SQLite Forum

recommendation for reclaiming the db when disk is full

recommendation for reclaiming the db when disk is full

(1) By vgimonka on 2022-01-07 23:27:29 [link] [source]

Hello, I have an embedded device on which I have a in memory sqlit3 database. I am using C apis to connect and perform operation on it.

I was doing stress test by adding entires into this db until I get disk full error.

In such a case, once the disk is full, The only operation I can do is open the database.

I have tried to just read the db using the handler I get from open, but that fails rc = sqlite3_exec(db, sql, read_callback_print, (void*)data, &err);

basically any operation using sqlite3_exec fails.

What is the recommended way to reclaim the db by removing items from the database?

I read that in such cases, i need to maintain an external process to keep track of the memory and not let additional entires inside db when memory is close to full. But I am not sure if that is what is recommeneded here?

thank you

(2) By Simon Slavin (slavin) on 2022-01-08 07:38:27 in reply to 1 [link] [source]

I answer the problem you said you had in two parts:

Copy your database and make sure your copy is not corrupt.

You can't do anything useful on a computer with full memory. If you are using an 'in memory sqlite3 database' then SQLite is only one contributor to it getting a 'disk full error'., You have a number of things taking up memory. Make one of them take up less memory until you have some free memory to rescue yourself from your situation. Once you have done that you can proceed.

Can your embedded device use anything but memory for storage ? For instance can it address a Flash drive plugged into it ? If so, make a copy of the database and any associated files SQLite has made (any file in the same folder which has a similar name) on the Flash drive. Take the Flash drive, plug it into a proper computer, then use that computer to check and correct the database. Once it is uncorrupted, do something to replace the 'in memory' database with this new uncorrupt copy.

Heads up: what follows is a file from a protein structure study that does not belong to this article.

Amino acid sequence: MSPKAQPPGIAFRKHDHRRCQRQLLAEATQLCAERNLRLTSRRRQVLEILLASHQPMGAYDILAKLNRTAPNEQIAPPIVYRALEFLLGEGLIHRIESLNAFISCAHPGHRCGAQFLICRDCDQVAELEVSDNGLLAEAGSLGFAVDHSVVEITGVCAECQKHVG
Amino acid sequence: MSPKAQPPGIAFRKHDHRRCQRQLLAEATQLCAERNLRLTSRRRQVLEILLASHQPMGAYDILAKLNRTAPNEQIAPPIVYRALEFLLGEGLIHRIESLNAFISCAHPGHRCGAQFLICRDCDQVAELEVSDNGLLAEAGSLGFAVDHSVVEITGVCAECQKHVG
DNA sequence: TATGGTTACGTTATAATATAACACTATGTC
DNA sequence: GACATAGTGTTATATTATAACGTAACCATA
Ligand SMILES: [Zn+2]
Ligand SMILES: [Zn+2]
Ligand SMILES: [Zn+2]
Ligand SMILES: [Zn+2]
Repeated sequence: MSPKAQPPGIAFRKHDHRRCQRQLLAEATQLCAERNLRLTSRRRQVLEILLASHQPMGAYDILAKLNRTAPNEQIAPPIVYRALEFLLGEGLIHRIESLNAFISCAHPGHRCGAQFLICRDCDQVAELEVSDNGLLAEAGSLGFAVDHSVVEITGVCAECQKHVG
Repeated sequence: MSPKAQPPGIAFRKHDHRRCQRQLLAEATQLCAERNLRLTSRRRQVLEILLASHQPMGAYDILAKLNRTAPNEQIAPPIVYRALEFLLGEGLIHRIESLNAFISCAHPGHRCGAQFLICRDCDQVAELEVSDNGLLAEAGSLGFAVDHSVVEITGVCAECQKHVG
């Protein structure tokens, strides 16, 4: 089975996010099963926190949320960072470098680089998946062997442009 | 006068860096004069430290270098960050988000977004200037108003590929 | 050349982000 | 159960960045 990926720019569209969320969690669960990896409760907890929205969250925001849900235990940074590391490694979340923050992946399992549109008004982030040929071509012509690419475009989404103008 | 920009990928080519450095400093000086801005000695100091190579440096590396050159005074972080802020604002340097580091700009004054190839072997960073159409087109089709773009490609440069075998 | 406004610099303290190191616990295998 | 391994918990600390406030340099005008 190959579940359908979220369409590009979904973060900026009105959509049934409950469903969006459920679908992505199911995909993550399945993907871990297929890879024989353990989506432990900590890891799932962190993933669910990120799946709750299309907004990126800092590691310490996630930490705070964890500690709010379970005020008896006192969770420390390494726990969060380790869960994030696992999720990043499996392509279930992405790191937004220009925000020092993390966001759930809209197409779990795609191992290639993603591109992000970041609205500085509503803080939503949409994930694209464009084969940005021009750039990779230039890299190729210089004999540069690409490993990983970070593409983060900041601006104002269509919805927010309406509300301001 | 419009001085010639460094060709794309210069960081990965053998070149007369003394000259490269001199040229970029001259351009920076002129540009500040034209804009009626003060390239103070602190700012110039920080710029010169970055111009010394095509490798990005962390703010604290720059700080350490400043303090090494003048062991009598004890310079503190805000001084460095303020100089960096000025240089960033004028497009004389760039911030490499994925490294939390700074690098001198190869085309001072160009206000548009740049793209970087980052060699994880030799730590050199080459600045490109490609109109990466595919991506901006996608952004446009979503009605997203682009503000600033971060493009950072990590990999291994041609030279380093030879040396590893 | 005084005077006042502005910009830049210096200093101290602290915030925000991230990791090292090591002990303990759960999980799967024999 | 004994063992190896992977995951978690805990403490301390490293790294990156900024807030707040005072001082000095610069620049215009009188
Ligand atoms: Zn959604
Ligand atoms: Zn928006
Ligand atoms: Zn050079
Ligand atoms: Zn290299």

If your device has no way to address external storage you're going to have to write C code to do something equivalent. Unless your device can run the SQLite command line shell tool, which seems unlikely on an embedded device.

Prevent this happening in future.

Just as you wrote. Figure out how much memory you'd need to get yourself out of a 'full memory' situation, double it, and write some code that monitors the amount of free memory and does something when free memory drops below that amount. This is not specifically to do with SQLite, it's something you do with any computer which continually uses up more memory. Since the monitoring process would not involve SQLite (though the part which frees up memory might), I have no advice for you on how to do it.

If your embedded device is logging data into the SQLite database, or doing anything else which will continually make the database bigger, you should think through how to have this happen in an orderly and convenient way. Alternatively write your database to storage, presumably Flash storage, rather than memory.

(3) By vgimonka on 2022-01-08 21:18:01 in reply to 2 [link] [source]

Thank you Simon for your response.

So essentially you are saying once I hit such a case, there is no way I can recover using sqlite3 alone, unless I have some external factors like